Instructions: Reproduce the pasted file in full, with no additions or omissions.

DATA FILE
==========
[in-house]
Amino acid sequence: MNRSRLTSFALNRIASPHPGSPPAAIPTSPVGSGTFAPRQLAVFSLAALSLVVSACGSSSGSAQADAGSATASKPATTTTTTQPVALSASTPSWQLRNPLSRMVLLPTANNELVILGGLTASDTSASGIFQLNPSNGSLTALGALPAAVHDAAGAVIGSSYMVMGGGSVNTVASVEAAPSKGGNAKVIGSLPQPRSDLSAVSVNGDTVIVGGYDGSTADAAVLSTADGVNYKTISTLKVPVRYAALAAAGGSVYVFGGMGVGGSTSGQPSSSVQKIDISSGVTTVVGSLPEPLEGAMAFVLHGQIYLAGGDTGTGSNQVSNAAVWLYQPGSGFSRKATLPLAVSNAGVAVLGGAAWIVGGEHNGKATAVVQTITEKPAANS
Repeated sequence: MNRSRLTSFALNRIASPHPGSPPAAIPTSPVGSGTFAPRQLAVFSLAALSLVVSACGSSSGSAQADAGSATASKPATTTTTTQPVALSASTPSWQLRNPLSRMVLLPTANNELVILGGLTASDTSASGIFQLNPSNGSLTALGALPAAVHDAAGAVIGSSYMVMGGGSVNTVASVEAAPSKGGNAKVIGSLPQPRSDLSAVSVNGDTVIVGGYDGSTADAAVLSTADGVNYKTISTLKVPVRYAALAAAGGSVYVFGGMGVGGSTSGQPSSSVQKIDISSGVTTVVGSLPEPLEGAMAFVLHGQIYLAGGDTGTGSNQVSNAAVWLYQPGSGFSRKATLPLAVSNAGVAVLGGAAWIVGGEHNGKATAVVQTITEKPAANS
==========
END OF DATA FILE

[in-house]
Amino acid sequence: MNRSRLTSFALNRIASPHPGSPPAAIPTSPVGSGTFAPRQLAVFSLAALSLVVSACGSSSGSAQADAGSATASKPATTTTTTQPVALSASTPSWQLRNPLSRMVLLPTANNELVILGGLTASDTSASGIFQLNPSNGSLTALGALPAAVHDAAGAVIGSSYMVMGGGSVNTVASVEAAPSKGGNAKVIGSLPQPRSDLSAVSVNGDTVIVGGYDGSTADAAVLSTADGVNYKTISTLKVPVRYAALAAAGGSVYVFGGMGVGGSTSGQPSSSVQKIDISSGVTTVVGSLPEPLEGAMAFVLHGQIYLAGGDTGTGSNQVSNAAVWLYQPGSGFSRKATLPLAVSNAGVAVLGGAAWIVGGEHNGKATAVVQTITEKPAANS
Repeated sequence: MNRSRLTSFALNRIASPHPGSPPAAIPTSPVGSGTFAPRQLAVFSLAALSLVVSACGSSSGSAQADAGSATASKPATTTTTTQPVALSASTPSWQLRNPLSRMVLLPTANNELVILGGLTASDTSASGIFQLNPSNGSLTALGALPAAVHDAAGAVIGSSYMVMGGGSVNTVASVEAAPSKGGNAKVIGSLPQPRSDLSAVSVNGDTVIVGGYDGSTADAAVLSTADGVNYKTISTLKVPVRYAALAAAGGSVYVFGGMGVGGSTSGQPSSSVQKIDISSGVTTVVGSLPEPLEGAMAFVLHGQIYLAGGDTGTGSNQVSNAAVWLYQPGSGFSRKATLPLAVSNAGVAVLGGAAWIVGGEHNGKATAVVQTITEKPAANS